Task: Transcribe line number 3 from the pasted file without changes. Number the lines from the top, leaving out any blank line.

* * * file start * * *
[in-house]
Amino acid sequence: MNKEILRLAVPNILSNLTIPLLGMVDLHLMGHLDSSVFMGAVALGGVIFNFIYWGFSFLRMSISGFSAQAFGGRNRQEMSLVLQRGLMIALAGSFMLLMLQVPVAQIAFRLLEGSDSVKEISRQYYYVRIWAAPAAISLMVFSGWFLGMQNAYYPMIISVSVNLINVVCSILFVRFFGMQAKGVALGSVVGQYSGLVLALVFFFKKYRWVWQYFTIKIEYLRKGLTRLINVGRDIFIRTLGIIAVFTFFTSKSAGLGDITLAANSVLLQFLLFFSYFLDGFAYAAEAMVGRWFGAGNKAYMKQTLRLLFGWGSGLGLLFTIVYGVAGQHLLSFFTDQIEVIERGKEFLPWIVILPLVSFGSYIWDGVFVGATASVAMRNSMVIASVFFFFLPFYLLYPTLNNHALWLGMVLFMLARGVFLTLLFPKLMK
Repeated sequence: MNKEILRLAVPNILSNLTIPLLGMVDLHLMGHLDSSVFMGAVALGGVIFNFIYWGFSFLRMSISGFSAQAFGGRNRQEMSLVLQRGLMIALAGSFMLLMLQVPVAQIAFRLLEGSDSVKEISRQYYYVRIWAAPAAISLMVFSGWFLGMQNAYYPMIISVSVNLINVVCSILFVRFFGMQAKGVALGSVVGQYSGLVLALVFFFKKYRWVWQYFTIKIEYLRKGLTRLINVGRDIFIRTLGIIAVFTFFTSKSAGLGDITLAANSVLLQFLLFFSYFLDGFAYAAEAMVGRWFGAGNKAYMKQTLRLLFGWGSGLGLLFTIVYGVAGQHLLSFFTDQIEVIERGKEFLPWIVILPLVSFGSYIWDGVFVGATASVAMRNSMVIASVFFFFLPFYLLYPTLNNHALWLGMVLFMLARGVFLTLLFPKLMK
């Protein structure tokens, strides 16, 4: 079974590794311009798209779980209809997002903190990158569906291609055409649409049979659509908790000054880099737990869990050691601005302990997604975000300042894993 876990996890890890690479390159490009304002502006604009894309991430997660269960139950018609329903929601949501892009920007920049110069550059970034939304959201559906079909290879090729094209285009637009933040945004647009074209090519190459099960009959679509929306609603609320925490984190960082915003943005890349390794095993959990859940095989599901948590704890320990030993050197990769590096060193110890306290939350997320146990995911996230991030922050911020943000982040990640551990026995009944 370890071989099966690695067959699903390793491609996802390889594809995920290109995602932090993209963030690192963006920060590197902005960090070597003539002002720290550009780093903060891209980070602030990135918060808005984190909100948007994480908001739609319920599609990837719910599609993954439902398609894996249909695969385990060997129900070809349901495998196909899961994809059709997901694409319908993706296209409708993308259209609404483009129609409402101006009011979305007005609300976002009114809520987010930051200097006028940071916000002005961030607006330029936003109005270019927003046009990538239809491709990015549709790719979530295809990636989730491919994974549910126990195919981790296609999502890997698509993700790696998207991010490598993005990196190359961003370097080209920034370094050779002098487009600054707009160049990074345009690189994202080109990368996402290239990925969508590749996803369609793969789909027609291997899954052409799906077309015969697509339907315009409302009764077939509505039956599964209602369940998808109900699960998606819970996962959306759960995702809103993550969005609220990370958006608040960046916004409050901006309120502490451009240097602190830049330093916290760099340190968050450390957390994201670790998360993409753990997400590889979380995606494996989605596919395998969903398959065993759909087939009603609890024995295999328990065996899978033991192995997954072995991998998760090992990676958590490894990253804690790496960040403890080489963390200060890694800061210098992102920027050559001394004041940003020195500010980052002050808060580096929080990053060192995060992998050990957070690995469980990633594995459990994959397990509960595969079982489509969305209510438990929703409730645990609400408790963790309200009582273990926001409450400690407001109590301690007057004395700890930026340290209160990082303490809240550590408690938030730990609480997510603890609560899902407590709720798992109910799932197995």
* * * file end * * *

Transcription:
Repeated sequence: MNKEILRLAVPNILSNLTIPLLGMVDLHLMGHLDSSVFMGAVALGGVIFNFIYWGFSFLRMSISGFSAQAFGGRNRQEMSLVLQRGLMIALAGSFMLLMLQVPVAQIAFRLLEGSDSVKEISRQYYYVRIWAAPAAISLMVFSGWFLGMQNAYYPMIISVSVNLINVVCSILFVRFFGMQAKGVALGSVVGQYSGLVLALVFFFKKYRWVWQYFTIKIEYLRKGLTRLINVGRDIFIRTLGIIAVFTFFTSKSAGLGDITLAANSVLLQFLLFFSYFLDGFAYAAEAMVGRWFGAGNKAYMKQTLRLLFGWGSGLGLLFTIVYGVAGQHLLSFFTDQIEVIERGKEFLPWIVILPLVSFGSYIWDGVFVGATASVAMRNSMVIASVFFFFLPFYLLYPTLNNHALWLGMVLFMLARGVFLTLLFPKLMK